There were some parts I could adapt, such as the curved rear seat top which still need a lot of modification and because of that it wont stretch to the entire rear seat span, well it was never going to be able to once I decided there would be seat where otherwise there would be walk through. Another part I am able to use is the seat back of the front of the port side of the cockpit as this is the only part that has mirrored the original. Just as well because it has a curve in it and I just cant get my head around making these angles, but with one made I will be able to make the other 2 (there are only 3 corners on my cockpit). Whilst I could not figure the angles out before hand, where a boomerang shaped panel becomes flat along the bottom (and top if shaped that way) once curved. I first saw these when making the dingy. If Warren had not shown me first I would have been lost. That experience though, made it understandable now, so that when I saw the panel I immediately know how it would be kerfed and the shape emerge. It also taught me how to create a kerf that would work. I roughly round the centre of each radius, top and bottom and marked it in, then I marked an equal number of marks either side along the bottom to the ends of the radius (where it becomes straight again) then an equal number along the top, this radius being larger means the spacing is wider so you have a fan shape of kerfs. Then once cut it will bend perfectly to shape. In this case the kerfs are on the outside of the seat but as usual the inside of the curve. With this curve as a template I have the mold for the other 2, although James told me of another easy way to create curved seat backs, butt join 2 flats then run strips in the corner until I have the curve I want. I will probably still go with kerfs but I can see how that would be a fairly easy method also.

port cockpitport cockpit 1helm seating partsstarboard cockpit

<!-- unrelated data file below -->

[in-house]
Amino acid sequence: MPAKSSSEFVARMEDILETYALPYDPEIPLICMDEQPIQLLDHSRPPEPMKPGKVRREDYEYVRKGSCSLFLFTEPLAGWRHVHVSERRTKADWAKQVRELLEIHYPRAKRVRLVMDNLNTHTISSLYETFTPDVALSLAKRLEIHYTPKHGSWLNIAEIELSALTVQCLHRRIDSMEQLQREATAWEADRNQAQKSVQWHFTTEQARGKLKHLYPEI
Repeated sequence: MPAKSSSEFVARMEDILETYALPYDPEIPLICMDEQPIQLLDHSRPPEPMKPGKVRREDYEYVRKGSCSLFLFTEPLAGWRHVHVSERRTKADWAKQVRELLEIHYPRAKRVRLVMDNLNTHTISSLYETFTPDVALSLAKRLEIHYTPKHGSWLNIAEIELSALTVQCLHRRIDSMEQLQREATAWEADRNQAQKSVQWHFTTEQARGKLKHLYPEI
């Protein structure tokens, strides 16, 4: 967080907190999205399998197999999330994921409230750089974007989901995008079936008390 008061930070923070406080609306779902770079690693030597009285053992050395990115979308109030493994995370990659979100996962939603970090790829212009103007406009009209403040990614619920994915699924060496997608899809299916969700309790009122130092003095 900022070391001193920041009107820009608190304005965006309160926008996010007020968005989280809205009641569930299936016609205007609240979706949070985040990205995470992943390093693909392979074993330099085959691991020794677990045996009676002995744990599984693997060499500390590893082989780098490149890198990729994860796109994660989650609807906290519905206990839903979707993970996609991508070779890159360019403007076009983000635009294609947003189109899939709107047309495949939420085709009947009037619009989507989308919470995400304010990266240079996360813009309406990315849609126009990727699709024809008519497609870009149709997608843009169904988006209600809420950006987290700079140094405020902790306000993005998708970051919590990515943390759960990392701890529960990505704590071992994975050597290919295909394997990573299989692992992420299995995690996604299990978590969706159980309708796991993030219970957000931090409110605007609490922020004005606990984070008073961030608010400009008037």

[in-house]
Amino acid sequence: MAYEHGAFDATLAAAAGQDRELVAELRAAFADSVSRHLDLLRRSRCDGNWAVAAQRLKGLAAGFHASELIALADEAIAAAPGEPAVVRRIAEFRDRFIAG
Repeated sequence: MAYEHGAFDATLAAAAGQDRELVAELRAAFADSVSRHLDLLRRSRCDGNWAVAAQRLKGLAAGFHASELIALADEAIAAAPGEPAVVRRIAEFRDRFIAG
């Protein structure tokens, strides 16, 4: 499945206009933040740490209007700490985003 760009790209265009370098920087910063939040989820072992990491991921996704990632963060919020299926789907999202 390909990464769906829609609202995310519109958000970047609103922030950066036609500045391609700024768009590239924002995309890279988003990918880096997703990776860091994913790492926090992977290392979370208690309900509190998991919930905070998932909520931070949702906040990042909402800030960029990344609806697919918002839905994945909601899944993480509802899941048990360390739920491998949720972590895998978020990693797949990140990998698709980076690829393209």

I have all of the parts cut except for a couple of parts on each hull where the cockpit meets the hull sides. The seat backs are higher than the hull sides so that I have a lip about 100mm around the cockpit so that if any water sweeps down the decks when it reaches the cockpit it cant spill into the cockpit, it will continue along the deck and down the stairs back into the water. I cant make those sides until I have the seats in place and the decks in place, the decks need to be curved in place so for that I need temporary bulkheads back in and as it is over a short area maybe some kerfs to help the panel bend.

In the meantime I will have to trim all of the parts to the exact size and glue all of them together. The cutting is easy, I just overlap them and trace the top panel to the bottom one and cut along that line. I will glue the parts to each other before gluing the full size panels onto the boat. Before I glue the full panels down I may need to run some conduit in place for the various wiring, much easier to do now while it is all open than later when all sealed. Once the panels are glued on I will fair it all before cutting the hatches back out again. Most voids along the back and front of the cockpit seating ends up as lockers, only the sides of the cockpit are not, they are the bathroom on the port side and the rear bunk on the starboard side.

Considering how hot it was this weekend I am pleased to have got the cockpit parts all sorted. I think the cooler weather is over and I have 6 months of this heat to come. Knocking off early today I also got to go on a lovely afternoon drive with Jo. I still have to make the steps in each transom and then I have completed everything that comes in the kit. I think I have enough duflex left to do that, I am a little short of duracore but I think I have enough duflex to cover that also. I may even have enough to build the raised duckboard.